• Cooking new recipes.

  • Cleaning.

  • And other fun skill building activities such as playing the guitar.

 

I’m charting these habits on Habitica, but they are the cherry on top of my primary goal. The reason I’ve set it up this way is so that I will be completely focused on my detox goal, and have lots of healthy activities to easily fill its void that I will be pressured to do."

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Thanks man!

not sure where you live/what the weather is like but the easiest way I’ve found to spend less time in front of screens is to be in nature more. It’s hard to go on my phone while I surf for example, or when I’m on a hike without reception. Reconnecting with nature could be powerful for you. 

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Now, THAT’s a list of goals! Also, I suggest you to

-replace YouTube with Spotify or similar services for music, it’s not a trigger and works better

-I understand why you’re banning movies, but as a movie lover I have to say that not all movies are equally a waste of time. For example art house movies and documentaries are not, in my opinion. Maybe you could put a rule that you can only watch movies you have got in DVD, so you would be forced to go and rent one every time instead of browsing your favourite streaming service and having instant gratification

 

But these are just details, the important thing is that you are committed to changing your life in a meaningful way and I root for you!

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@Cam Adair It's cold in the south still, but I go orienteering (competitive hiking with a map and compass) once a month. I wish going outside was more accessible for my life right now, but going running more often is one way I can do so.

@info-gatherer Good points; I'm still trying to tweak my goals. I can be a bit of an idealist sometimes, and maybe my goals are too rigid. I'm just curious to see what it would be like to pare down how much screen time I get for a whole year. I'll keep your advice in mind if I need to make changes, and I like the bit about using Spotify instead.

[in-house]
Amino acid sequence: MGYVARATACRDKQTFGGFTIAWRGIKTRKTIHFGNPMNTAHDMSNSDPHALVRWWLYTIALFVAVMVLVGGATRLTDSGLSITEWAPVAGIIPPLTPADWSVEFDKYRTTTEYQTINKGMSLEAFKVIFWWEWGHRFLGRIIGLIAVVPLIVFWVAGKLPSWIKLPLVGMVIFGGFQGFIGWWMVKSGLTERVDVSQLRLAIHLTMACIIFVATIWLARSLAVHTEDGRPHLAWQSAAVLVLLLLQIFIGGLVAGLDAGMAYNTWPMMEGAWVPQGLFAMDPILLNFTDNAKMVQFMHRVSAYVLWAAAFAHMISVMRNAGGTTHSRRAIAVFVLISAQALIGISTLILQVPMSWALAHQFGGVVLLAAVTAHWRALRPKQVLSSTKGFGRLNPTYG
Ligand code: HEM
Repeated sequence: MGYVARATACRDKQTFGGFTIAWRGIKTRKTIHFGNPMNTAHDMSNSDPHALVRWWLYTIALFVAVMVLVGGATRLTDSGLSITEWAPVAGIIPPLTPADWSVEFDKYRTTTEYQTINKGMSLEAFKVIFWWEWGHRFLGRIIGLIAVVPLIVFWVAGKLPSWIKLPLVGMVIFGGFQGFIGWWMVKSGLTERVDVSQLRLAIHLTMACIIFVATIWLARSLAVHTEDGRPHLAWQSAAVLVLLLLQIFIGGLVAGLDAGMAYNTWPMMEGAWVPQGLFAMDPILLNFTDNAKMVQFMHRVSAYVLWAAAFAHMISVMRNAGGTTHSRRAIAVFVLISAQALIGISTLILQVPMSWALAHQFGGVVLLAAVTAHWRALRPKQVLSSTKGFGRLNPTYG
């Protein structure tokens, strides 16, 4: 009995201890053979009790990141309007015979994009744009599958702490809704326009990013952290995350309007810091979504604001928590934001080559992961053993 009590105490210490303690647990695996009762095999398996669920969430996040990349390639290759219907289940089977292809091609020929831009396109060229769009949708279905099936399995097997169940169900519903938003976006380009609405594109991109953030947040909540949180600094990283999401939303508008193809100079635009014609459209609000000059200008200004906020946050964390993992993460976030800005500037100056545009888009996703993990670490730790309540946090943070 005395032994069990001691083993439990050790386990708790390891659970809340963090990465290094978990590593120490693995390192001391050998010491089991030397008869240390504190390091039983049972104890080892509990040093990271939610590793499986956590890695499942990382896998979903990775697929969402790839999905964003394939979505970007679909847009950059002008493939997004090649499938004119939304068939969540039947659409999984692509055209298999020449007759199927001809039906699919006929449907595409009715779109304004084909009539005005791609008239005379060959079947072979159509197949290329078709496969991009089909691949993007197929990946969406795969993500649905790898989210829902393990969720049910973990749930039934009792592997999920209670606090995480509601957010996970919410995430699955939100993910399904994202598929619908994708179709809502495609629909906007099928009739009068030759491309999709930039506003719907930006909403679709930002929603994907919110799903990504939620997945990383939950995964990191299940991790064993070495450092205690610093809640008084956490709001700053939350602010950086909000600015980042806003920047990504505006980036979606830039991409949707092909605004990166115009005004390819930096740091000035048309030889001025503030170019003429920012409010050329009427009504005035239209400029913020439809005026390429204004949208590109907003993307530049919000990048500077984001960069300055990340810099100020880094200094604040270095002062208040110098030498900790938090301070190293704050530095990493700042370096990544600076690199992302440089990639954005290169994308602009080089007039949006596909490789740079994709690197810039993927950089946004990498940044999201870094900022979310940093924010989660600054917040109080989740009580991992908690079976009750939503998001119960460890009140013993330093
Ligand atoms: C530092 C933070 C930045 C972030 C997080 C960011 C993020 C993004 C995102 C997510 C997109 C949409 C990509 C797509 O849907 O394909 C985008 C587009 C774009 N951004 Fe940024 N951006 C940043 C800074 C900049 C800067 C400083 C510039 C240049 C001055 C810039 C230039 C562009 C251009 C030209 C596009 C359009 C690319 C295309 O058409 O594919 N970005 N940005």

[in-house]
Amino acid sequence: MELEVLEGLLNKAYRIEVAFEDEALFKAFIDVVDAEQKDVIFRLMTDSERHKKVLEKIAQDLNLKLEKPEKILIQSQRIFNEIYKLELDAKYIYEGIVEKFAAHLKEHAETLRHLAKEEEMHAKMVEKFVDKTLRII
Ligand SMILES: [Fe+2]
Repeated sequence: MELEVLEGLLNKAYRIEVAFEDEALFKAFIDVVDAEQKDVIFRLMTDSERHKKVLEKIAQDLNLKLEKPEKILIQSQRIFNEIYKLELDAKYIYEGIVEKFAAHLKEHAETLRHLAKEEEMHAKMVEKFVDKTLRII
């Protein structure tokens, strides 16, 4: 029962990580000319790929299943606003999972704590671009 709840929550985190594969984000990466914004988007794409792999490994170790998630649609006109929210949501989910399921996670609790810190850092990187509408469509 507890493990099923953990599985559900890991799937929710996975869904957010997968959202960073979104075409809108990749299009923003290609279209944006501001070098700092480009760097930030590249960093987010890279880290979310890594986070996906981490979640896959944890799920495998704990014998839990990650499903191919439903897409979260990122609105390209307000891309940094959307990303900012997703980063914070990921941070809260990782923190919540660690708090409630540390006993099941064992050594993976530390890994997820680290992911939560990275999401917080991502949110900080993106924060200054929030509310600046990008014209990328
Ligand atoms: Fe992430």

Talking about today is almost as embarrassing as coming back here to admit I've been living back in addiction for so long. I almost pushed today's post back to tomorrow, but I know it's important to keep the habit up. I don't find playing video games all that entertaining anymore, they seem very repetitive, but their stories still captivate me. This morning I was thinking about how agonizing it would be to wait a year to play Doki Doki Literature Club for the first time. I'd been studing a lot about the theories and philosophy of the game, and it's deep, controversial topics spoke to me. So I started out doing a little bit of research on the game, cheating my own goals a tiny bit by going to gaming websites, and of course that led to taking a mile. Watching lets play for the rest of the day and not getting any school work done. The school work was another large reason why I did this. All of my school work requires using a computer, and so I find ways to avoid the work once I turn one on. This has gotten so bad that I even gave my personal laptop to a friend for safekeeping, but temporarily borrowing one from my parents or using those at the library down the street doesn't stop me from going on youtube.

I'm glad I'm putting this all in a public place. I can't skirt it under the rug. It makes me take greater personal responsibility for my actions and find solutions. I'm looking forward to reading, getting school work done, and going to class tomorrow.

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Still sick today, but feeling much better. Going to class was fantastic. Being around friends and learning more about my trade is a well needed reprieve from home life. We did drug dose calculations, and even got to go home early. Had a few patient contacts to enter in for my ER clinical last week once at home, and I procrastinated. Started off as Jordan Peterson lectures and then went off to lots of TV. Wasn't nearly as fun as reading. It was more to avoid work than it was to find something entertaining. I got it done though, and am about to do some reading before going to bed.